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WASHINGTON — North Korea's massive but poorly trained and equipped military could cause significant damage in the early stages of an attack on its southern neighbor.
But any attack would ultimately be repulsed by superior U.S. and South Korean forces, military analysts say.
It's unclear how serious North Korea is on following through on its threats, but North Korea has increased its bellicose rhetoric recently, renewing worries that its unpredictable leader, Kim Jong Un, could take actions that might trigger a wider conflict.
The North Korean leader said his rockets were ready “to settle accounts with the U.S.”
The United States has responded to the heated rhetoric by announcing it flew two B-2 bombers on a training mission over South Korea. It was part of an annual joint-training operation that continues until the end of April.
Analysts say the recent rhetoric is particularly worrisome when coupled with recent provocative actions taken by the North.
In 2010, the North Koreans sank a South Korean warship, killing 46, and launched an artillery barrage on an island that killed two of its civilians and two South Korean marines.
“It's the rhetoric plus the provocations that are increasing the level of tensions,” said Steven Kim, an analyst at the Asia-Pacific Center for Security Studies based in Honolulu.
To an extent, the threats are par for the course, said Richard Bush, senior fellow and director of the Center for Northeast Asian Policy Studies at the Brookings Institution. North Korean leaders portray the training exercise as a prelude to invasion, Bush said.
They make provocative statements, occasionally backed up by attacks, and claim to have repelled the West. Bush rated as low the chances of all-out war.
“A lot of it is show for the domestic audience,” Bush said. “The North Korean leadership is cynical. They know these are exercises. It's useful domestically. They get their own people spun up. In worrying about war, maybe that distracts from how hungry they are.”
Analysts say North Korea's aging military would not be able to prevail in an attack against its southern neighbor.
“This is a military that if you ran them against the Iraqi military in 1991, North Korea would lose,” said Jennifer Lind, a professor at Dartmouth College.
But North Korean forces are arrayed along the demilitarized zone with 10,000 artillery pieces capable of reaching Seoul, said Bruce Klingner, a former CIA analyst now at the Heritage Foundation.
That proximity would let them cause a lot of casualties and damage in the initial stages of an attack. The North Koreans have about 1.1 million troops in their armed forces. Three-quarters of them are staged within 60 miles of the DMZ, Klingner said.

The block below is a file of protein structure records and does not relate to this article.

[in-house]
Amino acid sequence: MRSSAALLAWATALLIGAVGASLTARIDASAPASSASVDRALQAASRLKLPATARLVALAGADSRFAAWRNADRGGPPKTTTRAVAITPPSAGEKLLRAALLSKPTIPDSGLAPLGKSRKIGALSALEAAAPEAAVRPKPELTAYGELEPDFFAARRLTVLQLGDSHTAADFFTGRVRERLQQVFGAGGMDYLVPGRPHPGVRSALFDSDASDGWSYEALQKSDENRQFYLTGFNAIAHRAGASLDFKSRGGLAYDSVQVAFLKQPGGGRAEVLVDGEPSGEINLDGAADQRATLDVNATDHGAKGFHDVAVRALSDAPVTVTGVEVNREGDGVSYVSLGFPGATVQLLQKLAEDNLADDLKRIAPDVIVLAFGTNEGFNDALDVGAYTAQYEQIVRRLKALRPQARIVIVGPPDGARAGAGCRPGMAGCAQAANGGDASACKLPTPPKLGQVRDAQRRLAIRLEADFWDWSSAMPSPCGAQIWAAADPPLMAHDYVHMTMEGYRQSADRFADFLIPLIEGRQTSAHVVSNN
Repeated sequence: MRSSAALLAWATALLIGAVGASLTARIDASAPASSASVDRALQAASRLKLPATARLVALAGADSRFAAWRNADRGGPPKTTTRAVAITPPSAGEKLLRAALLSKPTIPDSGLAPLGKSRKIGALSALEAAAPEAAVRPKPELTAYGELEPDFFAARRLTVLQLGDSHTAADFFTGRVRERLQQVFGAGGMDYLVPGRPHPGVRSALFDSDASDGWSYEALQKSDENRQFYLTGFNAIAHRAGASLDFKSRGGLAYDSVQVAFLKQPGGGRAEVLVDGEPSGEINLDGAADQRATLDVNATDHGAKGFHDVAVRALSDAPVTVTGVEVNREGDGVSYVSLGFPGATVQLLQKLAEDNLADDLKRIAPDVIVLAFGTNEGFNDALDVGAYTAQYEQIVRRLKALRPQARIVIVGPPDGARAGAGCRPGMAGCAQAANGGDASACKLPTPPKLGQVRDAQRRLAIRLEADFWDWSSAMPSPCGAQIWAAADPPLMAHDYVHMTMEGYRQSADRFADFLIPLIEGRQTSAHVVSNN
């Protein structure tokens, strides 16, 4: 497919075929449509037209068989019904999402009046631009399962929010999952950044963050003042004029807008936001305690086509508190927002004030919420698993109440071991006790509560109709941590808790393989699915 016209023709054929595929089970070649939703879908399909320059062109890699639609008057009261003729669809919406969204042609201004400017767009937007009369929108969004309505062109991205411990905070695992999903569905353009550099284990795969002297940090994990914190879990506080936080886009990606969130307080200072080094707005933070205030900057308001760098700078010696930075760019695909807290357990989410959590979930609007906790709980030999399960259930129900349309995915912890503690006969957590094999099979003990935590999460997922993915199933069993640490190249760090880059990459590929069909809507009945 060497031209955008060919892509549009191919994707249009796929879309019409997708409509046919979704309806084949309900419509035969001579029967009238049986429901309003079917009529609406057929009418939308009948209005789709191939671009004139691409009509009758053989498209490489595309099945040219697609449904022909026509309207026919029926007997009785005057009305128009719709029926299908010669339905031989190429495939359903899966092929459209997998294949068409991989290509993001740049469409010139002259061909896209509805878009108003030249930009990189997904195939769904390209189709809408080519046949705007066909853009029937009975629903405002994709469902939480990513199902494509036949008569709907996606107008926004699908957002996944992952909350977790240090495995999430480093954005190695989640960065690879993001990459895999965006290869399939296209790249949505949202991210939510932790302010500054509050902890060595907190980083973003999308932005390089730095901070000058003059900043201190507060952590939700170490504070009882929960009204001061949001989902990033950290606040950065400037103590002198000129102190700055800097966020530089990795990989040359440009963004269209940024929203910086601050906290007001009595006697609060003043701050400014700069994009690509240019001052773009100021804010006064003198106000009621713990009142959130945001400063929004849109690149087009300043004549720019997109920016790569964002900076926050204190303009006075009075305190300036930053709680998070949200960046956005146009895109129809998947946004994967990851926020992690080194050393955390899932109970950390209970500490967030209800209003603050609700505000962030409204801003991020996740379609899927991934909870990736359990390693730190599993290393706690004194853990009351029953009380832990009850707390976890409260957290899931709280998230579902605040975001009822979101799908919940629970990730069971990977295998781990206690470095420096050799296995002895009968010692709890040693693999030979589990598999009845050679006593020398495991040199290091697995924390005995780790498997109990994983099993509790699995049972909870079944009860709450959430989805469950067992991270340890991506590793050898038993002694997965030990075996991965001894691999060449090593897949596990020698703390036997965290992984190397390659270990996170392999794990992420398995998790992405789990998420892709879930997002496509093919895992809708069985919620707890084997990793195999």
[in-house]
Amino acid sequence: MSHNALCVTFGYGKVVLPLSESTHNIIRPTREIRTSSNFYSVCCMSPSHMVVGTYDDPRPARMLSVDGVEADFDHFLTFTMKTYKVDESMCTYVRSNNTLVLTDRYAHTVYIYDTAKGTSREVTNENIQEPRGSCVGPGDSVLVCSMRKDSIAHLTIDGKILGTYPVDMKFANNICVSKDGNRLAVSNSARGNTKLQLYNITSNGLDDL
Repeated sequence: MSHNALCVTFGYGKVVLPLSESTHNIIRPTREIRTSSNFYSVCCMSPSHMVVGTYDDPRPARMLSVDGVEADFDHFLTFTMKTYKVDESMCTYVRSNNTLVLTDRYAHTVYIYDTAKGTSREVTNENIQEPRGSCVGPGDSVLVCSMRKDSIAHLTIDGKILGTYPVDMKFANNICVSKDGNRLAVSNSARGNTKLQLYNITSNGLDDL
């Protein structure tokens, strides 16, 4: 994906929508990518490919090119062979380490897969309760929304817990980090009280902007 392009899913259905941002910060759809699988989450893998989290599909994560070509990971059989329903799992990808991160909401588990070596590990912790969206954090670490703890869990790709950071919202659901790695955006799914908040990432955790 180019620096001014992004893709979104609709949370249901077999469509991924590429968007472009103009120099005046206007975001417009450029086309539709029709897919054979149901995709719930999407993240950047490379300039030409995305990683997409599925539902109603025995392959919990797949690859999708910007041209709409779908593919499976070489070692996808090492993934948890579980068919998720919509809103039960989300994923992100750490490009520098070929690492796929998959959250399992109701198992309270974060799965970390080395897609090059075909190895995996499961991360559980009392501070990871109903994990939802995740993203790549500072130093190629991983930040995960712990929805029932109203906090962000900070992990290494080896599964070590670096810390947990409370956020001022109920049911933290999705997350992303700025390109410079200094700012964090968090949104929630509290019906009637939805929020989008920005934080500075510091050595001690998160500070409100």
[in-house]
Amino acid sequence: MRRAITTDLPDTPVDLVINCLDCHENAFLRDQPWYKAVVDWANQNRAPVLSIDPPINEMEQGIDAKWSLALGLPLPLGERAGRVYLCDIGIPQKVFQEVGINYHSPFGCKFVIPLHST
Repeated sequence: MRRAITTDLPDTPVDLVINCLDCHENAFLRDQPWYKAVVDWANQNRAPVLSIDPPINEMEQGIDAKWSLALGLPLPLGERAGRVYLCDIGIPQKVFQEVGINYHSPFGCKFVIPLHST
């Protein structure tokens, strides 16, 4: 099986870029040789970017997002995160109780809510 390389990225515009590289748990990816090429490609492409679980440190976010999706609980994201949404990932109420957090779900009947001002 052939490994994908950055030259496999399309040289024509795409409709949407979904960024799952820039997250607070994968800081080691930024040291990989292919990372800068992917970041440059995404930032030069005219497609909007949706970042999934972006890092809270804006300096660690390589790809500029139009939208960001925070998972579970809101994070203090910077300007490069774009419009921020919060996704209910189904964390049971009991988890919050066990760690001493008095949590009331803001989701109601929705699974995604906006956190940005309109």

They also have long-range missiles capable of reaching targets in Japan and U.S. bases in Guam, Okinawa and the Japanese mainland.
Any conventional attack from the North would likely begin with an artillery barrage, which could include chemical weapons. The North Koreans have 5,000 tons of chemical warheads, Klingner said.
“They would try to overwhelm U.S. and Korean forces with volume,” he said.
The artillery barrage would probably be followed by a blitzkrieg of tanks. The North has at least 4,000 tanks, though most of them are older Soviet-era models. Mechanized forces and infantry could also pour across the border. The North's special forces could infiltrate south in advance of an assault.
U.S. warplanes would attempt to destroy the artillery and tanks quickly in precision airstrikes, said Michael O'Hanlon, a military analyst at the Brookings Institution. The worst case: a nuclear missile or aircraft carrying such a weapon could slip through the South's defenses.
Any initial assault would face about 28,500 U.S. troops and about 600,000 troops in the South Korean armed forces.
“In the war game simulations eventually we prevail, but it's World War I (levels of) casualties,” Klingner said.
China, however, has an interest in reducing tension, Bush said. Chinese leaders were not pleased to have a U.S. aircraft carrier near its shores after the 2010 incidents. Nor does China want a refugee crisis on its southern border, a likely prospect if war breaks out or the government in the North unravels.
Chinese leverage with North Korea includes shutting off the flow of luxury goods that the North's leaders consider the “coin of the realm,” Bush said.